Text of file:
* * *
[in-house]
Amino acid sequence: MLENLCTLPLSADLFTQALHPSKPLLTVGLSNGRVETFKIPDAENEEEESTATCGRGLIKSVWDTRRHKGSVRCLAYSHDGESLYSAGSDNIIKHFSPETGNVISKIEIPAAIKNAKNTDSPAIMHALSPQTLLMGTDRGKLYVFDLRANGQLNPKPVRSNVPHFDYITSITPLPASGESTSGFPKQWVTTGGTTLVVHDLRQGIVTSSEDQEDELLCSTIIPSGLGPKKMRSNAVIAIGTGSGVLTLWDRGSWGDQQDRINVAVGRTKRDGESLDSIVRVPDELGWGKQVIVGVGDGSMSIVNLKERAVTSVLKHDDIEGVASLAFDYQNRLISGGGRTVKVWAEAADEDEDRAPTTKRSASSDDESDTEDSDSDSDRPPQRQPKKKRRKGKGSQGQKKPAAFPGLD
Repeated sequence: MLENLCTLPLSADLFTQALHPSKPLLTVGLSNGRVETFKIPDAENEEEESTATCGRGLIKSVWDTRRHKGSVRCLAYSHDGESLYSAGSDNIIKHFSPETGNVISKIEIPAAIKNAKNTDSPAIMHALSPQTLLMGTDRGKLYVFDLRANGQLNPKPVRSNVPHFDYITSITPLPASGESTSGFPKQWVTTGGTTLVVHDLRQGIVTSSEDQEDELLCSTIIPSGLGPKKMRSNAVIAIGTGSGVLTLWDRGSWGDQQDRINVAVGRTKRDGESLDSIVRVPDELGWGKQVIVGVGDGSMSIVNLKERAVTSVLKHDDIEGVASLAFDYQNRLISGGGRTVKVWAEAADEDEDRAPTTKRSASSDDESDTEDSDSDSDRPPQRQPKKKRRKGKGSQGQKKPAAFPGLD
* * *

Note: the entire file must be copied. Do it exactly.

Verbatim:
[in-house]
Amino acid sequence: MLENLCTLPLSADLFTQALHPSKPLLTVGLSNGRVETFKIPDAENEEEESTATCGRGLIKSVWDTRRHKGSVRCLAYSHDGESLYSAGSDNIIKHFSPETGNVISKIEIPAAIKNAKNTDSPAIMHALSPQTLLMGTDRGKLYVFDLRANGQLNPKPVRSNVPHFDYITSITPLPASGESTSGFPKQWVTTGGTTLVVHDLRQGIVTSSEDQEDELLCSTIIPSGLGPKKMRSNAVIAIGTGSGVLTLWDRGSWGDQQDRINVAVGRTKRDGESLDSIVRVPDELGWGKQVIVGVGDGSMSIVNLKERAVTSVLKHDDIEGVASLAFDYQNRLISGGGRTVKVWAEAADEDEDRAPTTKRSASSDDESDTEDSDSDSDRPPQRQPKKKRRKGKGSQGQKKPAAFPGLD
Repeated sequence: MLENLCTLPLSADLFTQALHPSKPLLTVGLSNGRVETFKIPDAENEEEESTATCGRGLIKSVWDTRRHKGSVRCLAYSHDGESLYSAGSDNIIKHFSPETGNVISKIEIPAAIKNAKNTDSPAIMHALSPQTLLMGTDRGKLYVFDLRANGQLNPKPVRSNVPHFDYITSITPLPASGESTSGFPKQWVTTGGTTLVVHDLRQGIVTSSEDQEDELLCSTIIPSGLGPKKMRSNAVIAIGTGSGVLTLWDRGSWGDQQDRINVAVGRTKRDGESLDSIVRVPDELGWGKQVIVGVGDGSMSIVNLKERAVTSVLKHDDIEGVASLAFDYQNRLISGGGRTVKVWAEAADEDEDRAPTTKRSASSDDESDTEDSDSDSDRPPQRQPKKKRRKGKGSQGQKKPAAFPGLD